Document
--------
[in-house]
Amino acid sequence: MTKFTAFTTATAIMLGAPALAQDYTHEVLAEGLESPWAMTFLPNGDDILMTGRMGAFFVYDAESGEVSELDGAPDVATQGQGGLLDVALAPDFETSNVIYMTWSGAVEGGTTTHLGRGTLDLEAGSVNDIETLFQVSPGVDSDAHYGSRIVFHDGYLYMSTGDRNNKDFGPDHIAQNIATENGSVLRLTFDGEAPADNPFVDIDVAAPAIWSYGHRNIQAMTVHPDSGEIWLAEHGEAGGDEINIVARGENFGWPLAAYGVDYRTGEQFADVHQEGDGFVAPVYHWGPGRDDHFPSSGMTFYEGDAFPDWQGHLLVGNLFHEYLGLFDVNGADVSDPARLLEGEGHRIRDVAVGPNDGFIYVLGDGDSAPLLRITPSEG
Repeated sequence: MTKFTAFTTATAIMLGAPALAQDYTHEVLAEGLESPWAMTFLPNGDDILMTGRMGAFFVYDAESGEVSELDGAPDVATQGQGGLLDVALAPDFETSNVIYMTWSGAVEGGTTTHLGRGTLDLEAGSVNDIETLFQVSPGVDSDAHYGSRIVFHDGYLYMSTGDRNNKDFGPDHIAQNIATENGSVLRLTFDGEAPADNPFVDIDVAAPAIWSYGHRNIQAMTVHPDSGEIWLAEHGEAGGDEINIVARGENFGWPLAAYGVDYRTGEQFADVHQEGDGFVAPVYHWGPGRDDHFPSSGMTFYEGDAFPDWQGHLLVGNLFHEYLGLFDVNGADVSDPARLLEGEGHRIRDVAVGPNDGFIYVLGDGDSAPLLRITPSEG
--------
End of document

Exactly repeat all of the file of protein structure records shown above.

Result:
[in-house]
Amino acid sequence: MTKFTAFTTATAIMLGAPALAQDYTHEVLAEGLESPWAMTFLPNGDDILMTGRMGAFFVYDAESGEVSELDGAPDVATQGQGGLLDVALAPDFETSNVIYMTWSGAVEGGTTTHLGRGTLDLEAGSVNDIETLFQVSPGVDSDAHYGSRIVFHDGYLYMSTGDRNNKDFGPDHIAQNIATENGSVLRLTFDGEAPADNPFVDIDVAAPAIWSYGHRNIQAMTVHPDSGEIWLAEHGEAGGDEINIVARGENFGWPLAAYGVDYRTGEQFADVHQEGDGFVAPVYHWGPGRDDHFPSSGMTFYEGDAFPDWQGHLLVGNLFHEYLGLFDVNGADVSDPARLLEGEGHRIRDVAVGPNDGFIYVLGDGDSAPLLRITPSEG
Repeated sequence: MTKFTAFTTATAIMLGAPALAQDYTHEVLAEGLESPWAMTFLPNGDDILMTGRMGAFFVYDAESGEVSELDGAPDVATQGQGGLLDVALAPDFETSNVIYMTWSGAVEGGTTTHLGRGTLDLEAGSVNDIETLFQVSPGVDSDAHYGSRIVFHDGYLYMSTGDRNNKDFGPDHIAQNIATENGSVLRLTFDGEAPADNPFVDIDVAAPAIWSYGHRNIQAMTVHPDSGEIWLAEHGEAGGDEINIVARGENFGWPLAAYGVDYRTGEQFADVHQEGDGFVAPVYHWGPGRDDHFPSSGMTFYEGDAFPDWQGHLLVGNLFHEYLGLFDVNGADVSDPARLLEGEGHRIRDVAVGPNDGFIYVLGDGDSAPLLRITPSEG